The UAE: proactive initiatives in positive education

Fiona Thomas examines how education in the UAE continues to move away from the structured, traditional learning approach and leans more towards the development of the wellbeing of all involved in the field, including students, teachers and principals. She reports back from GESS Dubai 2019

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– the must read for HR, global managers and relocation professionals.Each Emirate has a structured education policy based on the UAE Federal Government education policies. Perhaps the best known is Dubai’s Knowledge and Human Development Authority (KHDA). The KHDA is responsible for implementing top international educational practices in Dubai. Its intelligent reporting of every international private school provides details of the effectiveness of the school’s educational parameter. Instrumental in progressing Dubai’s excellent education sector towards a knowledge-based economy and schools offering high levels of quality education based on the various international curricula, school choices are now a matter of transparent research, most of which is carried out by the KHDA.

Well-being of students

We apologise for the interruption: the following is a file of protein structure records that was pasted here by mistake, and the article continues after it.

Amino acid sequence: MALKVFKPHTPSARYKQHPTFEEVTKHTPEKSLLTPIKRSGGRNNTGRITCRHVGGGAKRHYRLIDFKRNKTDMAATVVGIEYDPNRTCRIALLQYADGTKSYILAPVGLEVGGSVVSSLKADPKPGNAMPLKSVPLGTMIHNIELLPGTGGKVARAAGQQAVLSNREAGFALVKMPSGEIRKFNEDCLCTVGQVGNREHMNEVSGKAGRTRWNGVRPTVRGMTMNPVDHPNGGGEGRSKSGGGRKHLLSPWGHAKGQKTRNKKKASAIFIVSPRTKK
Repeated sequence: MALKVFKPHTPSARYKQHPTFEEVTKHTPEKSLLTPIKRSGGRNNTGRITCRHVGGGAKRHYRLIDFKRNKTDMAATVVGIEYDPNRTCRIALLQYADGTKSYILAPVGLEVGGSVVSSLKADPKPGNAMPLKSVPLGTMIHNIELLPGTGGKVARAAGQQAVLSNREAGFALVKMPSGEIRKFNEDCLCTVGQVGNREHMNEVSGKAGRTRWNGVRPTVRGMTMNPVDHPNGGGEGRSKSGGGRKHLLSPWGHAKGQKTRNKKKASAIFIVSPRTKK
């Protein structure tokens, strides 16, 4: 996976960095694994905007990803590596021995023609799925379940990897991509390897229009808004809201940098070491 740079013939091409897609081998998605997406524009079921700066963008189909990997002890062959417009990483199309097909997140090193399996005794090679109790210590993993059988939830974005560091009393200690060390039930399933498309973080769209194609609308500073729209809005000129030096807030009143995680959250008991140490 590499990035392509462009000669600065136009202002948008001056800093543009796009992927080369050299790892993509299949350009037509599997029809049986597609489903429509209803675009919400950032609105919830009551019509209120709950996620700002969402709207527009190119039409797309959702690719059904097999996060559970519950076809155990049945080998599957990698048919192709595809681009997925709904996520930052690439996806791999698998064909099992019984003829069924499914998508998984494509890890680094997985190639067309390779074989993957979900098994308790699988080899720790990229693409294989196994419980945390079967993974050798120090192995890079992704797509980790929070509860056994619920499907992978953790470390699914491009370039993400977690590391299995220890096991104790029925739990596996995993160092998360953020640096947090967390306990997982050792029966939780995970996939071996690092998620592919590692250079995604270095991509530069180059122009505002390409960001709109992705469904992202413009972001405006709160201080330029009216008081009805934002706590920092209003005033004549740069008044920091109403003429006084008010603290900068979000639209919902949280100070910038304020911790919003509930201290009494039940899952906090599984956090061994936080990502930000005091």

Of importance is the well-being of students leading ‘to students flourishing at school and in life’. The KHDA’s second happiness census (2018) measured social and emotional well-being, relationships, engagement and learning, physical health, lifestyle and after-school activities. A total of 181 schools took part in the census and, overall, 92 per cent of students felt confident about their schoolwork and 81 per cent felt happy. These statistics are impressive and show that the 170 different nationalities attending schools in Dubai are working together effectively.2019 is the UAE Year of Tolerance and Sheikh Mohammed bin Rashid Al Maktoum, vice president and ruler of Dubai tweeted, “Tolerance is the cornerstone of advanced societies, intellectually and humanely, and is one of the tools of empowering civilisations and ensuring stability and the flourishing of nations.”Diversity and tolerance are promoted in schools and, in the 2018 happiness census, 83 per cent of students believed that teachers and students treated each other with respect in their school and the same percentage believed that people cared about each other in their school. Marco Longmore questioned whether kindness was worthy of ‘examination’. The headmaster at Dubai’s Brighton College spoke enthusiastically about this personality trait and the development of kindness in students. Bearing in mind the various issues that affect students who are moving within international schools, uprooted from family members as well as close friends, kindness is a trait from which everyone would benefit.